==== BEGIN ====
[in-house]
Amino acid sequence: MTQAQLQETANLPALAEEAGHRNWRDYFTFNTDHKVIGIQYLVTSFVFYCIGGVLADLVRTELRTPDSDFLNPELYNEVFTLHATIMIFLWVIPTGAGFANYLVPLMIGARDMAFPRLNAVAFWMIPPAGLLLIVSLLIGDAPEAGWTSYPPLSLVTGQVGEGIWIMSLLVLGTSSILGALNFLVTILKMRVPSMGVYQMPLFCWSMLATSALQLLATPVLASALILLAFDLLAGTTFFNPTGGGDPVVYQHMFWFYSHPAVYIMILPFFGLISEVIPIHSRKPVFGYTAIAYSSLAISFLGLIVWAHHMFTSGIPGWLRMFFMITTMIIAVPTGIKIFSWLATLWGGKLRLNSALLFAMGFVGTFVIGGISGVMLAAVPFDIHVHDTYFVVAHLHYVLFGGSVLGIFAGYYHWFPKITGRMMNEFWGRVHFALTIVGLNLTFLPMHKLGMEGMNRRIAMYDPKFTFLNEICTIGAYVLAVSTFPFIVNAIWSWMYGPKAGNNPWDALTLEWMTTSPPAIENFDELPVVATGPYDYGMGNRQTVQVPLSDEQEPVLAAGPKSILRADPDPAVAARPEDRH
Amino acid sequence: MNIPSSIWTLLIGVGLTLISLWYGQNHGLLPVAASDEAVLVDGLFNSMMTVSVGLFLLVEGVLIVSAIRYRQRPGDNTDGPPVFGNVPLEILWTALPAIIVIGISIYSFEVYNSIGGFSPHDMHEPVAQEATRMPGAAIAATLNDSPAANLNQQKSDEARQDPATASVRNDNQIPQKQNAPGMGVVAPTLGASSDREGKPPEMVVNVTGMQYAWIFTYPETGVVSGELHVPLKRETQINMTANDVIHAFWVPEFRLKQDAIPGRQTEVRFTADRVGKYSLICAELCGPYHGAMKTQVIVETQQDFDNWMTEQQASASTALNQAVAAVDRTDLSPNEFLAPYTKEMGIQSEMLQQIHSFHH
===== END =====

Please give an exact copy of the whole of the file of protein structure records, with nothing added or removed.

[in-house]
Amino acid sequence: MTQAQLQETANLPALAEEAGHRNWRDYFTFNTDHKVIGIQYLVTSFVFYCIGGVLADLVRTELRTPDSDFLNPELYNEVFTLHATIMIFLWVIPTGAGFANYLVPLMIGARDMAFPRLNAVAFWMIPPAGLLLIVSLLIGDAPEAGWTSYPPLSLVTGQVGEGIWIMSLLVLGTSSILGALNFLVTILKMRVPSMGVYQMPLFCWSMLATSALQLLATPVLASALILLAFDLLAGTTFFNPTGGGDPVVYQHMFWFYSHPAVYIMILPFFGLISEVIPIHSRKPVFGYTAIAYSSLAISFLGLIVWAHHMFTSGIPGWLRMFFMITTMIIAVPTGIKIFSWLATLWGGKLRLNSALLFAMGFVGTFVIGGISGVMLAAVPFDIHVHDTYFVVAHLHYVLFGGSVLGIFAGYYHWFPKITGRMMNEFWGRVHFALTIVGLNLTFLPMHKLGMEGMNRRIAMYDPKFTFLNEICTIGAYVLAVSTFPFIVNAIWSWMYGPKAGNNPWDALTLEWMTTSPPAIENFDELPVVATGPYDYGMGNRQTVQVPLSDEQEPVLAAGPKSILRADPDPAVAARPEDRH
Amino acid sequence: MNIPSSIWTLLIGVGLTLISLWYGQNHGLLPVAASDEAVLVDGLFNSMMTVSVGLFLLVEGVLIVSAIRYRQRPGDNTDGPPVFGNVPLEILWTALPAIIVIGISIYSFEVYNSIGGFSPHDMHEPVAQEATRMPGAAIAATLNDSPAANLNQQKSDEARQDPATASVRNDNQIPQKQNAPGMGVVAPTLGASSDREGKPPEMVVNVTGMQYAWIFTYPETGVVSGELHVPLKRETQINMTANDVIHAFWVPEFRLKQDAIPGRQTEVRFTADRVGKYSLICAELCGPYHGAMKTQVIVETQQDFDNWMTEQQASASTALNQAVAAVDRTDLSPNEFLAPYTKEMGIQSEMLQQIHSFHH